Just Add Water: Hydroponics Upends Pot Farming
Snap quiz: During the 19th century San Francisco gold rush, which fortune hunter went on to achieve the greatest fame and wealth?
Cue game show music…
Answer: Dry goods proprietor Levi Strauss, inventor of the quintessential American garb.
Okay, that was a trick question. The point is this: when the era’s gold-crazed prospectors flocked to the West Coast, like Bogie’s grizzled gang in The Treasure of the Sierra Madre, most of them came up with zip, zilch, nada. The people who really made money were the entrepreneurs who supplied the picks and shovels or, in Levi’s case, the blue jeans.
That’s why, during the 21st century marijuana green rush, I especially like the “pick-and-shovel” plays on the marijuana boom. These companies are infrastructure stocks that can be wildly profitable.
Marijuana investing can be risky, but you can seek greater safety by focusing on the ancillary firms that provide infrastructure services for growing pot, in either the recreational or medicinal segments.
Pick-and-shovel plays can be reliable money-makers, because they provide essential value-added services. What’s more, they usually enjoy a diversified roster of clients in several different industries, which buffers them from the inherent volatility of the marijuana business.
Among marijuana infrastructure companies, some of the more promising firms deploy controlled environment agriculture systems that are designed to use as little land, water and energy as possible. They market themselves as eco-friendly as well as more cost-effective.
These companies have designed vertical farming solutions that use the latest pot growing techniques. Which brings me to one of the hottest trends in not just marijuana growing but all of agriculture: hydroponics.
Better weed, with less hassle…
An increasing amount of marijuana is being grown not in soil but in windowless warehouses, aka vertical farms. These futuristic growing environments manipulate light, humidity and temperature to grow cannabis. Added to the mix is nutrient-rich water, via hydroponics.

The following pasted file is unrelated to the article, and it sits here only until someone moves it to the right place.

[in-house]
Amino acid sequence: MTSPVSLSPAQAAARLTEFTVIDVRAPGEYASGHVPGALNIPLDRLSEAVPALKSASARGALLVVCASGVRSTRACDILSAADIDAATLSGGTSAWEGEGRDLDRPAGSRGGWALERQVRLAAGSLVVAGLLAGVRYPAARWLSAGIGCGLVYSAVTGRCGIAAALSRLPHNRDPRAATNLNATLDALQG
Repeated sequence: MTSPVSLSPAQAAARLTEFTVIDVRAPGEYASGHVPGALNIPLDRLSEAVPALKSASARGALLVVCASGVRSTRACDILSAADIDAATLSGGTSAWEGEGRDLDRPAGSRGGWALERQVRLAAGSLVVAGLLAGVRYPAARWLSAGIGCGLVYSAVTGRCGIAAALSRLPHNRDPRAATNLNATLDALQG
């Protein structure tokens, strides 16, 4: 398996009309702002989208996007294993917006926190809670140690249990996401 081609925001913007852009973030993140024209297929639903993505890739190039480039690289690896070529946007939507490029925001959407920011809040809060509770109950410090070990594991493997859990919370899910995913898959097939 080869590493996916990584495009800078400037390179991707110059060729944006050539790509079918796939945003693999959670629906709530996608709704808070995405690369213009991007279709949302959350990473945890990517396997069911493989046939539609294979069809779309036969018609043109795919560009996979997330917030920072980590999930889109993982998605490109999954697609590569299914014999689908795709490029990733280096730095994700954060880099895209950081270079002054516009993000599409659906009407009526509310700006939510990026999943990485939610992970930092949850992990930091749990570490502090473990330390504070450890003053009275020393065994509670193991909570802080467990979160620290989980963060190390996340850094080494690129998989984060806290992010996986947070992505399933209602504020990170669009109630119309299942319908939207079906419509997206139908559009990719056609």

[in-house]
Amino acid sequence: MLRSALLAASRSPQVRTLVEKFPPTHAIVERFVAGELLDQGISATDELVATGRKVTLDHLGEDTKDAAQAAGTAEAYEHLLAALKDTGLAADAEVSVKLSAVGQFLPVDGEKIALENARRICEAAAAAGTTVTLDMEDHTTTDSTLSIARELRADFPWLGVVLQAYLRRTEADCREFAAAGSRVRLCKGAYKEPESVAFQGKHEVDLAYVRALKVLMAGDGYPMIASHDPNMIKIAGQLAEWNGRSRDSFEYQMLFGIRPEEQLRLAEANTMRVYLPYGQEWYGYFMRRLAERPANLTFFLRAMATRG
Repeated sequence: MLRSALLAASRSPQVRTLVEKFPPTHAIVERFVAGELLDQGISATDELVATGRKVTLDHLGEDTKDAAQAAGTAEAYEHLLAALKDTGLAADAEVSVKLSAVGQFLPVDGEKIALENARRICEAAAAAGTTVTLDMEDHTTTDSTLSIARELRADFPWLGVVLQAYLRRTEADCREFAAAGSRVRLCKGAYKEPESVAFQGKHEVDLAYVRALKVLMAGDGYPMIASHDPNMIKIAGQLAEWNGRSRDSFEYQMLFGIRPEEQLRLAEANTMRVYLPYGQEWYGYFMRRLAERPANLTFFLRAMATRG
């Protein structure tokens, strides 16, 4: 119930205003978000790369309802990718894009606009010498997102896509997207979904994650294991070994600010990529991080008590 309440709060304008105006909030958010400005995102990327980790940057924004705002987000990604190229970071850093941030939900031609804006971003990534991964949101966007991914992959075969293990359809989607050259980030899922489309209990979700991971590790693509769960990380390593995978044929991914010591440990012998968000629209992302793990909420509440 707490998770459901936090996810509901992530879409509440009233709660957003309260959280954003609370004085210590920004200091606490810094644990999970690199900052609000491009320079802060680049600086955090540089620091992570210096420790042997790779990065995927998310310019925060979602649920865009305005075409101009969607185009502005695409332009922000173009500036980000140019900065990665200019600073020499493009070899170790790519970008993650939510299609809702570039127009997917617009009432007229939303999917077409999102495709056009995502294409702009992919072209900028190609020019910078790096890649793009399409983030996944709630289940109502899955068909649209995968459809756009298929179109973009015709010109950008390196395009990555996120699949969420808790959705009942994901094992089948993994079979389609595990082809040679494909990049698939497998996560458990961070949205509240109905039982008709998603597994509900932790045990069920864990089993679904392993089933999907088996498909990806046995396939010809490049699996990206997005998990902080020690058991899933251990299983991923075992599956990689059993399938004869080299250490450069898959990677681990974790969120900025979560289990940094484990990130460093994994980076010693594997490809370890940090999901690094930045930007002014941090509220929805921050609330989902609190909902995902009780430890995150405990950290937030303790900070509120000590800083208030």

Hydroponics allows marijuana growers to grow better weed in less space and with less labor. Venture capitalists are excited about this trend and they’re pouring money into hydroponic-enabled vertical farms that grow pot.
According to Grand View Research, the global hydroponics market was valued at USD 1.33 billion in 2018 and is expected to grow at a compound annual growth rate of 22.52% from 2019 to 2025 (see chart).
Data that breakdown the percentage of hydroponics specifically devoted to marijuana farming are elusive. But generally speaking, hydroponic operations represent the next generation of marijuana agriculture. They foster perfectly balanced growing conditions via artificial intelligence, data analytics and other sophisticated techniques. Technology companies that provide proprietary software for marijuana hydroponics are thriving.
The climate crisis…
These vertical hydroponic farms are emerging at an inflection point in global agriculture. The extreme heat that gripped the Pacific Northwest last week almost certainly would not have occurred if not for global climate change, a scientific group reported Wednesday.
Whether the culprit for the rising incidence of scorching heat and “super storms” is man-made climate change or natural cycles, severe and unpredictable weather is a new global reality.
Pollution, overcrowding, urbanization, topsoil erosion, and the heightened frequency of droughts is prompting open-field farmers to seek technological solutions to growing crops. One of the advantages of hydroponics is that growing isn’t constrained by the weather or the seasons.
So far this year, more than 2,300 farms are growing hydroponic crops in the U.S. and their number is rapidly expanding. In 2020, $929 million was invested into U.S. indoor-farming enterprises, more than double the level of investment in 2019, according to the latest data from PitchBook.
These new systems produce sanitary marijuana and other crops, without pesticides. Welcome to the Brave New World of ag-tech.
Under the technological and economic conditions that I’ve just described, cannabis investments confer market-beating potential and they’re a must for your portfolio. But the key is finding the right pot stocks. You need to conduct due diligence.
We’ve done the in-depth research for you. If you’re looking for a future cannabis bonanza, click here for details.
John Persinos is the editorial director of Investing Daily. He also writes the twice-weekly e-letter Marijuana Investing Daily. Send your questions or comments to email@example.com. To subscribe to his video channel, follow this link.